Editor’s Note: This article has been edited for clarity and length. Enjoy!
With already over 18 million streams on her music and 1.4 million monthly Spotify listeners, indie & folk singer-songwriter Rosie Carney has an upcoming debut album, Bare, coming out on January 25th (which you can pre-order here) and is only going to win more hearts. Born in Hampshire, England before moving to Donegal in Ireland, Rosie began writing music after she’d began feeling inspired by the sceneries of her new home. With her refreshing and soothing voice, Carney’s new songs are inspired by personal struggles she faced during her quick rise in the music industry at a young age. Meet Rosie:
What would be the biggest compliment someone could give you on your music?
[Laughs] What a hard question! I don’t know if this counts as a compliment, but I guess when somebody tells me my song has impacted them in some way, I always feel honoured to hear that.
Are all of your songs drawn from real-life events?
Yes, they are. I try to be as honest as possible through my music, it’s my only outcome to myself. They’re all very honest songs.
What is the meaning behind the name “Bare” of your new album?
I guess with each song, again back to the honesty, I’m baring myself through my music. It’s really about expressing myself and the feelings, everything… It’s really about showing everybody a part of me through my music.
What do you hope for those who listen to your new album to take away from it?
I hope for them to gain courage, that the fact that I’m baring myself inspires them to be honest with themselves, to be who they are throughout their lives. Whatever they take from my music, whether it be a sad feeling or a happy feeling, as long as they leave feeling something — I guess I’ve done my job.
When you were coping with juggling both mental disorders and asserting yourself creatively in and out of the label system, what was your biggest motivation to keep pushing?
The biggest motivation that kept me pushing was not letting those things define my life and having faith that things were going to get better, just doing things for myself. I guess the love for the art is what kept me motivated — something that I’m so lucky to be able to do. Gradually believing in myself, trusting the journey that I’m on and where I’m headed to and not letting dark days define my entire life.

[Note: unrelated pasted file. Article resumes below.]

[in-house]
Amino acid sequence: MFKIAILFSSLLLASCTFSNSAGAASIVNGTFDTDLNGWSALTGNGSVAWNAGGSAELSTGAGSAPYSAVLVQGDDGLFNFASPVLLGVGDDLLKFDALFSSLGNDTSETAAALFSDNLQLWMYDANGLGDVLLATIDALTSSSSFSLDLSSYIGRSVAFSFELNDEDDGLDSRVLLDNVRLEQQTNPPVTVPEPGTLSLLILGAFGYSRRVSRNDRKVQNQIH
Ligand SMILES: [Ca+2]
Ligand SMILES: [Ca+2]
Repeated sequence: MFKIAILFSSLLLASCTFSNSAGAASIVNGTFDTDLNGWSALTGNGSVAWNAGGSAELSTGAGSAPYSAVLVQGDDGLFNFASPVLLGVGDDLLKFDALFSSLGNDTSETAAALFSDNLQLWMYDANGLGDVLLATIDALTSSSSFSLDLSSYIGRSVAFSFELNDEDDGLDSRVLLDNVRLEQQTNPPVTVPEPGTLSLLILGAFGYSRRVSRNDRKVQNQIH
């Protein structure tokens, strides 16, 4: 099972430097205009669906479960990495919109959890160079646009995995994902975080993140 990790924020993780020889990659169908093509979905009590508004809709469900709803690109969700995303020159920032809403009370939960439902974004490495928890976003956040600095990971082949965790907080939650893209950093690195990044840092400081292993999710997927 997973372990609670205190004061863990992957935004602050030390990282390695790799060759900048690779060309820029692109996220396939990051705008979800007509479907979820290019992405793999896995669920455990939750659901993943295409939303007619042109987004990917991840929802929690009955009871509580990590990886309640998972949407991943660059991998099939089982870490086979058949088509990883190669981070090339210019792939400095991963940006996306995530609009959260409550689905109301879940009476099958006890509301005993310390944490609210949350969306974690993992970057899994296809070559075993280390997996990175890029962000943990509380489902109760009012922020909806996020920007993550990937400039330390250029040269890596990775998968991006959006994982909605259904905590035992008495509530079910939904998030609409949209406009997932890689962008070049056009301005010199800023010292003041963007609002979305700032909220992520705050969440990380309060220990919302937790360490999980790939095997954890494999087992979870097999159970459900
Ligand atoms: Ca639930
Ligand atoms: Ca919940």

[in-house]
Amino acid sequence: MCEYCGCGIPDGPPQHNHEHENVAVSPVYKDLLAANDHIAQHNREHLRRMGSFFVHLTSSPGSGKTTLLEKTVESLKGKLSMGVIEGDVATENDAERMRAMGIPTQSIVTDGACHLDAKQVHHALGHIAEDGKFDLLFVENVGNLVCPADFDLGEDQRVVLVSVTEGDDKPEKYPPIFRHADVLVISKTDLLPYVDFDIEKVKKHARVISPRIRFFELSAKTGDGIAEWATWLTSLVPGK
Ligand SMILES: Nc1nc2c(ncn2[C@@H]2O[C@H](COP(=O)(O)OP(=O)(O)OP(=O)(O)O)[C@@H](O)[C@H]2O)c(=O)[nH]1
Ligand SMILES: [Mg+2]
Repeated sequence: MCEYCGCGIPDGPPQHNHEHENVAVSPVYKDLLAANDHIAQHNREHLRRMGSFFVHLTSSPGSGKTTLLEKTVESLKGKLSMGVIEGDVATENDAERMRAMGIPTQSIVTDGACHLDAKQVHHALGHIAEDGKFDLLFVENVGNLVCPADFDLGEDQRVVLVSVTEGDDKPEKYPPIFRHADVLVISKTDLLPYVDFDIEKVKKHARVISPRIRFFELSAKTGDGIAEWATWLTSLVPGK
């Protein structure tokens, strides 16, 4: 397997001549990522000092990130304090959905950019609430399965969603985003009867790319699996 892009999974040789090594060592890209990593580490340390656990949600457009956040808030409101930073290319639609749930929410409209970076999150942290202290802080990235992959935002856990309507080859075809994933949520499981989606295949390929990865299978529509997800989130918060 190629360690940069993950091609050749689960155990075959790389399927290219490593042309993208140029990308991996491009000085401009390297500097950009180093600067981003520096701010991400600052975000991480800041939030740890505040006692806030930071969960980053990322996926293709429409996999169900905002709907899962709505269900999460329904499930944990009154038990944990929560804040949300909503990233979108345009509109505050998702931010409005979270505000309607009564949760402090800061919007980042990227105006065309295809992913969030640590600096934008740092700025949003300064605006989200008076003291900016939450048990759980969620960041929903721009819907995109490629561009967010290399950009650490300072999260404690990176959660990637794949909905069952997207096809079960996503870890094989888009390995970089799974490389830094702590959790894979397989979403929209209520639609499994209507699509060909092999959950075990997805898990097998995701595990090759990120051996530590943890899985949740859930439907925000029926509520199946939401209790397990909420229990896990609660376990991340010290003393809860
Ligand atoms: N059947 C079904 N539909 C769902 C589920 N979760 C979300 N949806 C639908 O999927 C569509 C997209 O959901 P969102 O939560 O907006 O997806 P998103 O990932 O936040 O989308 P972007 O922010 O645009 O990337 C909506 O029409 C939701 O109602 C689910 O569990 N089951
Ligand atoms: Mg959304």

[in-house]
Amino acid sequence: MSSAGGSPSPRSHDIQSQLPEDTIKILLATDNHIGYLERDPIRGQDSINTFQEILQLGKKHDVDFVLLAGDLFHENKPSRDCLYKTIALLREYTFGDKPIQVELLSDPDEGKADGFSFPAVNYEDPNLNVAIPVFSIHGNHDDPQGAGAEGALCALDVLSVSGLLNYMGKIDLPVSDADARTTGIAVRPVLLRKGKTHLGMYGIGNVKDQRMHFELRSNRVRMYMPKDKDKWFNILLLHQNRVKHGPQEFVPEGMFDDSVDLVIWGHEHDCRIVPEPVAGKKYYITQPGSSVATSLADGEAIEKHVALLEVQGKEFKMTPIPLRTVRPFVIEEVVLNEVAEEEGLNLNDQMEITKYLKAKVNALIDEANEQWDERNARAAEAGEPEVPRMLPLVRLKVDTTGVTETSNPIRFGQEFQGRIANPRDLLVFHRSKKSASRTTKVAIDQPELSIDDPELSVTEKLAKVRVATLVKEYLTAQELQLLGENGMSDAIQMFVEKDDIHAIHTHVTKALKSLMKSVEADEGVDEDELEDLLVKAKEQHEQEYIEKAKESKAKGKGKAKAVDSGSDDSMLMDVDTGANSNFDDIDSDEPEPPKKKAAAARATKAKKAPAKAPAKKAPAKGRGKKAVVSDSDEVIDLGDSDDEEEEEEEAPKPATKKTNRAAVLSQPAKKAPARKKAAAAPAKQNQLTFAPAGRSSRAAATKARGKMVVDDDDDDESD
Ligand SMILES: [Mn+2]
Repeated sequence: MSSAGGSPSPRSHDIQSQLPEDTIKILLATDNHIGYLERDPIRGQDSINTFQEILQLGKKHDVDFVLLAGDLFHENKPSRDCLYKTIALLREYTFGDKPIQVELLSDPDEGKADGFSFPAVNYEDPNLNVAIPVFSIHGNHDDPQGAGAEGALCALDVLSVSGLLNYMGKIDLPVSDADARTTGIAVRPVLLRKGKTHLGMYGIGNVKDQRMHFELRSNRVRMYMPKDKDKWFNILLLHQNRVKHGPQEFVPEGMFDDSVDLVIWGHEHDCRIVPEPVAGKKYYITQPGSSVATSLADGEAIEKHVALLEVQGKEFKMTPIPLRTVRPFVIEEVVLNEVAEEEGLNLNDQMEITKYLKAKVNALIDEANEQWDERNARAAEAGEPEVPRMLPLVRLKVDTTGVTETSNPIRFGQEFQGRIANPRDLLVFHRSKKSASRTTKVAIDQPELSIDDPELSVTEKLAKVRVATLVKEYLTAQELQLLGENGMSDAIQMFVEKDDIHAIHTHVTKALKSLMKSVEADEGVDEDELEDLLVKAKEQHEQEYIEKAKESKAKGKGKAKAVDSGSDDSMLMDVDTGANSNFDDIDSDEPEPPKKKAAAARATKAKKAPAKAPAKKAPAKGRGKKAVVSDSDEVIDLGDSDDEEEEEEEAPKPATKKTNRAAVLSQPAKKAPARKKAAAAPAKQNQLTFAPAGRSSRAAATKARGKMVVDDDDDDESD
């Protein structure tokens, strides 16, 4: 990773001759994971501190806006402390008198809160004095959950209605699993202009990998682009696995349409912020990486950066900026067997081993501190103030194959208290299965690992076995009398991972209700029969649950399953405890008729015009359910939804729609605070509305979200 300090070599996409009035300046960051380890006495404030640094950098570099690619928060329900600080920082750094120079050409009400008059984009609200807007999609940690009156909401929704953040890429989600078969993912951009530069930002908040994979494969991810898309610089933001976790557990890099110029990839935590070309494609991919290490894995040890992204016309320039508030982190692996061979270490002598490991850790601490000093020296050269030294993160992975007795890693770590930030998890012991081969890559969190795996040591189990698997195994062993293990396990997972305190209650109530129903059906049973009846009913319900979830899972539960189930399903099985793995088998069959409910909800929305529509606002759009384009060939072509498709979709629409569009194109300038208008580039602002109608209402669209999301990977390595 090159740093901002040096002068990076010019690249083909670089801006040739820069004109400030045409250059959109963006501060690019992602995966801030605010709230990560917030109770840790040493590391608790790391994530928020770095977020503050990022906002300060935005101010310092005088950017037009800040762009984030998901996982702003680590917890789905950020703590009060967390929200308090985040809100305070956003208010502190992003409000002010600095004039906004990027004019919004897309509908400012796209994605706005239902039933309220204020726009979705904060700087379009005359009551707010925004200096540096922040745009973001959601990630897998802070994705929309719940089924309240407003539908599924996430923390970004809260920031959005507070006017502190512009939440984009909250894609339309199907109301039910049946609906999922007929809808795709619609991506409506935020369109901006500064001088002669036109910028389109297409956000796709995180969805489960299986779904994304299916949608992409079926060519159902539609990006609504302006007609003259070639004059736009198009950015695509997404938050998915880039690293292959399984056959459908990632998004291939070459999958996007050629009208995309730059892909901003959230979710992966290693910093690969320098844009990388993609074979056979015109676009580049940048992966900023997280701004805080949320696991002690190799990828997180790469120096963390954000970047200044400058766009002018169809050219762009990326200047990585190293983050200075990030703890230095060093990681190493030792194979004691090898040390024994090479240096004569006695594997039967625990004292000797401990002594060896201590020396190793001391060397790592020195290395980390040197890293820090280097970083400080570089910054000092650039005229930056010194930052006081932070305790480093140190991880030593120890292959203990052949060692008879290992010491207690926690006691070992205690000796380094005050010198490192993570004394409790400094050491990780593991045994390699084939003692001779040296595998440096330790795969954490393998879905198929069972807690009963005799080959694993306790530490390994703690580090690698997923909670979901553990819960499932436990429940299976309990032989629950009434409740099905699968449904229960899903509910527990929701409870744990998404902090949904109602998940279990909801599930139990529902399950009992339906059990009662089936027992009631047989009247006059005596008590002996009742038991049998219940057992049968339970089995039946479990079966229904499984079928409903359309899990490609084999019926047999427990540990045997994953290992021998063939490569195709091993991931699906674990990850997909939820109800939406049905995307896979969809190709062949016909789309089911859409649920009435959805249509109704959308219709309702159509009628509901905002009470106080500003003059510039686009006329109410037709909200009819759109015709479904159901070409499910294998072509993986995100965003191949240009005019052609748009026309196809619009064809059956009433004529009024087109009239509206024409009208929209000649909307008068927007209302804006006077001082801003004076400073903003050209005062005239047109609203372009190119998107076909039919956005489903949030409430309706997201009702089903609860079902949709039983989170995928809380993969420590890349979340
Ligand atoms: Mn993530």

What are the bigger lessons you learned from that experience?
Just to go with my intuition, to trust my gut, and to keep faith with the fact that things will get good again. You do need to experience the dark days to appreciate the goods ones — it’s just character-building. I guess I’ve learned that I’m a lot stronger than I thought and that I’m capable of just… surviving, really.
Well, I’m really glad that things turned out the way they did!
Thank you! I mean I still have my moments but that’s amazing, I feel very blessed.
Which song did you have the most trouble writing?
I didn’t think I had much trouble writing any of them: they all flowed very naturally to me. They were all songs I wrote within, like, twenty to forty minutes. I guess they were songs I really needed to get out of my system, you know? But a song that had such an emotional impact with me was “Your Love Is Holy.” It’s not released yet (I think it’s going to be my next single), but something really just clicked with me when I recorded that. It was such a special moment to me, just emotionally… A moment of clarity.
So, does it ever feel draining to have to put your feelings into words since your songs are all drawn from real-life events?
Definitely! It is, without a shadow of a doubt draining. I have to constantly expose myself… It’s such an emotionally-driven job that I’ve chosen, it’s really demanding — even with tours. I’m very honest in my music and my songs are about things that are very real to me… For example, when I sing a song like “Awake Me,” I feel like another part of me is released in the performance; it also comes with the feelings that I may have felt when going through the experience that led me to write this song. So yes, it can be quite difficult.
I noticed an element that distinguishes your songs from a lot of mainstream music nowadays is of their acoustical quality — as in you don’t use a lot of apparent, manipulated sounds that more electronic music today would have for instance. Is it important for you to keep the acoustic nature of your songs?
I always want to have an acoustic element. I’m very open to experimenting with my sound — and I don’t want to go full-pop, but I always want to stay true to my roots. I always want to have some kind of acoustic element in there, whether it be piano, or even like a single acoustic guitar line, I always want to make sure there is something real in there. But again, I am open to experimenting with my sound, especially with my voice!
Do you have any advice for female artists trying to make it in the industry?
Always go with your intuition. Always be intuitive, it’s so important to listen to your gut feeling. Stick to what you believe in, don’t let anybody try to tell you what or who you should be, or manipulate your story. There are too many people who are ready to do that, but it’s so important to believe in yourself and be strong.
Listen to Rosie’s most recent song below:
Photo via Sacks & Co.